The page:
Stay up to Date
Our daily roundup of San Diego’s most important stories (Monday-Friday)
School board trustees receive paltry salaries but they also receive comparatively cushy benefits.
There’s no arguing about it: San Diego Unified school board trustees don’t bring home hefty salaries.
But in the days since, I’ve gotten a few emails from readers with a valid question: Sure, school board trustees collect relatively small paychecks but don’t they receive benefits too?
The answer is yes — and that’s especially significant in San Diego Unified.
The district is known for its generous benefits packages.
For school board members, that means annual medical, dental and vision coverage valued at $13,330, according to the school district.
The majority of school district employees receive another $80 a year in non-medical benefits, including access to unemployment and worker’s compensation insurance.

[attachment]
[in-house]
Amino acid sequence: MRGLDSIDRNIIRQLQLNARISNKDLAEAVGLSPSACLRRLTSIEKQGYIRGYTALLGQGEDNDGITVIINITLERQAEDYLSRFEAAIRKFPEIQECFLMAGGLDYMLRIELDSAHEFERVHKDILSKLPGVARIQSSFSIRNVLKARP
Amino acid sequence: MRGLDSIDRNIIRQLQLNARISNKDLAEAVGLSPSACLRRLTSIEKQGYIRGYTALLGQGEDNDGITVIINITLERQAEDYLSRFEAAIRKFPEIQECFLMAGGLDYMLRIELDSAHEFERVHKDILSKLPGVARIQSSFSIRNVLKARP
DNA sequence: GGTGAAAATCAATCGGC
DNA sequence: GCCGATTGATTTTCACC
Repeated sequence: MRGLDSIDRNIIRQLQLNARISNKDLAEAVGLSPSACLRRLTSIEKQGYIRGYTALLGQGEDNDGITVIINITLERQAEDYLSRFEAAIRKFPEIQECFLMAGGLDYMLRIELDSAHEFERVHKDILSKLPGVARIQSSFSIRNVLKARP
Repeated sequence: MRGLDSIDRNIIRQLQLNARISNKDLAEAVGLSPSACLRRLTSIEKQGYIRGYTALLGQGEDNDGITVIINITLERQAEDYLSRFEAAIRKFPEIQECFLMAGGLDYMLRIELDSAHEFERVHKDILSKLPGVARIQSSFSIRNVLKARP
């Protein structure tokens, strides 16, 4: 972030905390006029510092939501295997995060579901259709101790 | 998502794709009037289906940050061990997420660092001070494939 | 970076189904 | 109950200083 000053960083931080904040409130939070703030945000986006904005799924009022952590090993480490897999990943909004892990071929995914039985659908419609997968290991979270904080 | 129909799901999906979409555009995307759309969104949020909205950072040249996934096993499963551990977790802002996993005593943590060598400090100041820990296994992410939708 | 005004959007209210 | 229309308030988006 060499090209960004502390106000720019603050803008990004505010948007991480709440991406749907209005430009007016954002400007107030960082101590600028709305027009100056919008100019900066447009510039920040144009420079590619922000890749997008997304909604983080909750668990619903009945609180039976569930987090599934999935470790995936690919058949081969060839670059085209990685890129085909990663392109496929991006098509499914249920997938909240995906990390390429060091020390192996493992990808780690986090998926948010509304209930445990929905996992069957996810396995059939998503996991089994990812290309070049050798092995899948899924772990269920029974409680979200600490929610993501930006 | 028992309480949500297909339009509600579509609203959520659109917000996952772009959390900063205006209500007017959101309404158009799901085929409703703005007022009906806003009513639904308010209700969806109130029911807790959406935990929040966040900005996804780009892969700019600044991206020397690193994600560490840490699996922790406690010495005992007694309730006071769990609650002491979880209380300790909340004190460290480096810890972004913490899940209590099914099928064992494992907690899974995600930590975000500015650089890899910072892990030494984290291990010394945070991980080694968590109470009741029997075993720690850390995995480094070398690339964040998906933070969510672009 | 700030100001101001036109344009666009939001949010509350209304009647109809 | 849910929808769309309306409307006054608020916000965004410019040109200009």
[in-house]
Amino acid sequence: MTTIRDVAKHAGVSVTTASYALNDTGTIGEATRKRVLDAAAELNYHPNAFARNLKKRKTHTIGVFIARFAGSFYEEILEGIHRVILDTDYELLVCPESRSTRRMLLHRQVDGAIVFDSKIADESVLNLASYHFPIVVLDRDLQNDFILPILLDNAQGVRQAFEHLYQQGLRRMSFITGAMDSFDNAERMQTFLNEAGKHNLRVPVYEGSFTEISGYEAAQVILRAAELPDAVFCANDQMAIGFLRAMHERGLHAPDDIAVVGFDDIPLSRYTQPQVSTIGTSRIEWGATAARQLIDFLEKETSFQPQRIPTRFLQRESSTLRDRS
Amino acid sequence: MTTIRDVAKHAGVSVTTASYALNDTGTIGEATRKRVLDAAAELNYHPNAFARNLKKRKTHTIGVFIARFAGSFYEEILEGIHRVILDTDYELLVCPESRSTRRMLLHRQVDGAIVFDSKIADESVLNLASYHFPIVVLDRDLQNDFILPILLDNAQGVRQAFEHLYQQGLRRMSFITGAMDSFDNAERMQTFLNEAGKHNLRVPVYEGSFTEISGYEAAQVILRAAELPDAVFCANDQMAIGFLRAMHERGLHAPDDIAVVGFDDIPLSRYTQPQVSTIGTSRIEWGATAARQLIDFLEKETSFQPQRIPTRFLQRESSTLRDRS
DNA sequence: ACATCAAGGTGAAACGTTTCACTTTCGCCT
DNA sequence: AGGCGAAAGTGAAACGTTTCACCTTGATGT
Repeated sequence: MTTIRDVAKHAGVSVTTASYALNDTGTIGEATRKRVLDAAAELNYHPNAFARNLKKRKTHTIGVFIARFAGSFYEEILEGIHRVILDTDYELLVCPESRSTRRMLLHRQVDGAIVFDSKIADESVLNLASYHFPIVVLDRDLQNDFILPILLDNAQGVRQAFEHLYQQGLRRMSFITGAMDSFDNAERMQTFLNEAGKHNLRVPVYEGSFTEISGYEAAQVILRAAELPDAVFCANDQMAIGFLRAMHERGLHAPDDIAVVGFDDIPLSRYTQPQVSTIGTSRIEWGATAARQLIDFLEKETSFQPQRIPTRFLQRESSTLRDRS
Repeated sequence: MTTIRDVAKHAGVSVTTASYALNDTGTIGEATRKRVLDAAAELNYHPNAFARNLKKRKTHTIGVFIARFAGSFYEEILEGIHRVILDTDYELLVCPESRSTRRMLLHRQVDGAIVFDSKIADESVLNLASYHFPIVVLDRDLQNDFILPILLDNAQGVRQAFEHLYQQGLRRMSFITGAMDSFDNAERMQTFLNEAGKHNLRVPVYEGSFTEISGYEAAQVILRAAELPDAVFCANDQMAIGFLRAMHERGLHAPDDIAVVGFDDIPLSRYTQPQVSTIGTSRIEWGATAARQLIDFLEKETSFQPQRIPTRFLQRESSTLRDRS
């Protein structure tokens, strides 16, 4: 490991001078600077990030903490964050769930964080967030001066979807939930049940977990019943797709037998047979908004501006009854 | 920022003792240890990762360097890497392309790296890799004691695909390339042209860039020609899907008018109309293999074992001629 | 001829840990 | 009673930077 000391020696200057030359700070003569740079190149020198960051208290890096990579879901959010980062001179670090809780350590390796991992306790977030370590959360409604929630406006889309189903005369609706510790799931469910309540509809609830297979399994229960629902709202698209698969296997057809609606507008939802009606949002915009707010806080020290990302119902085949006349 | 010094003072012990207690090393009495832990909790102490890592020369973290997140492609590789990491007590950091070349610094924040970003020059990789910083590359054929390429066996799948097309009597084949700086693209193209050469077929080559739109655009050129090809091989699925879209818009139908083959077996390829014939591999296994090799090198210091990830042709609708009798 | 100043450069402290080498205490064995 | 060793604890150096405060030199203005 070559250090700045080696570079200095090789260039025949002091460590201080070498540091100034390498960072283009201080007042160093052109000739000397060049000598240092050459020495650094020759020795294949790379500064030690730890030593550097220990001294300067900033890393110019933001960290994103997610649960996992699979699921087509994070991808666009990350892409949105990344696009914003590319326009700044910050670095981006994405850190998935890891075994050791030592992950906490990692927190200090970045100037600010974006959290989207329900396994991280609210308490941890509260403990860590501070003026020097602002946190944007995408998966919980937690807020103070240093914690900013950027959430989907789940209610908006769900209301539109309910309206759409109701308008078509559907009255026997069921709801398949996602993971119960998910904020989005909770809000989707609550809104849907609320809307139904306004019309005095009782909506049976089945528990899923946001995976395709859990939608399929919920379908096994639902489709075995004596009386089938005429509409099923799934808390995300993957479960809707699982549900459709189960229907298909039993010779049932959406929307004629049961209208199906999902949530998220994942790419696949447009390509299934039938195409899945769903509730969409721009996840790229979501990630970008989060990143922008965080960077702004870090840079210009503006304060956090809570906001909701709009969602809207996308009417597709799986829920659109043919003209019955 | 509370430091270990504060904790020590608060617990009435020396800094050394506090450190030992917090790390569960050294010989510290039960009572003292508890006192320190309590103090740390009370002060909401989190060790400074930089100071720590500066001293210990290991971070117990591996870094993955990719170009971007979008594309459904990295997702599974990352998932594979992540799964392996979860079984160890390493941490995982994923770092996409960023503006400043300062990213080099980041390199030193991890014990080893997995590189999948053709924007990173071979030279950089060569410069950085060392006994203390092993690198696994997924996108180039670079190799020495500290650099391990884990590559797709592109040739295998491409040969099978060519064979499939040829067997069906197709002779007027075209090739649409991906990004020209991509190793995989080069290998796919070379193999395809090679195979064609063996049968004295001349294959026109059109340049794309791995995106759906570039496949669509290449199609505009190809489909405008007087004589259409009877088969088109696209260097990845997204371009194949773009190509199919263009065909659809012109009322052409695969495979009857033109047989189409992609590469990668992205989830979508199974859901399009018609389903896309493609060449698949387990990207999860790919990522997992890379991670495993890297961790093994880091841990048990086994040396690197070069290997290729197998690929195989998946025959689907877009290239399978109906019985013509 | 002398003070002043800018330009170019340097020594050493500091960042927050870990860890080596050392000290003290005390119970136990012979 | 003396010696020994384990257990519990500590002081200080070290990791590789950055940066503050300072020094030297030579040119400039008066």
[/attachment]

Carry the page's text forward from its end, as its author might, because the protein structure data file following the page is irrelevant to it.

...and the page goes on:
School board members’ benefits packages are strikingly similar to those the district gives to its full-time employees, though trustees are technically just part-time staffers. This is a point that Evans aimed to emphasize in a recent debate over a fellow board member’s new day job but few private-sector workers with part-time gigs receive such cushy benefits.
And like all school district workers, trustees don’t pay insurance premiums and can choose any plan, even if it’s not the best deal for the district.
The district’s benefits packages are almost unheard of. Those generous benefits, which some district administrators have dubbed “Cadillac benefits,” were just one half of a bargain with district workers, as we wrote in 2011:
But if San Diego teachers and principals have enjoyed Cadillac benefits, their salaries look more like a Honda compared to nearby school districts. San Diego Unified has historically offered its workers a trade off: Put up with lower paychecks and we’ll put up the costs to keep you and your family healthy.
School board trustees are also taking advantage of that trade-off. A district spokesman confirmed no current board member has rejected the benefits.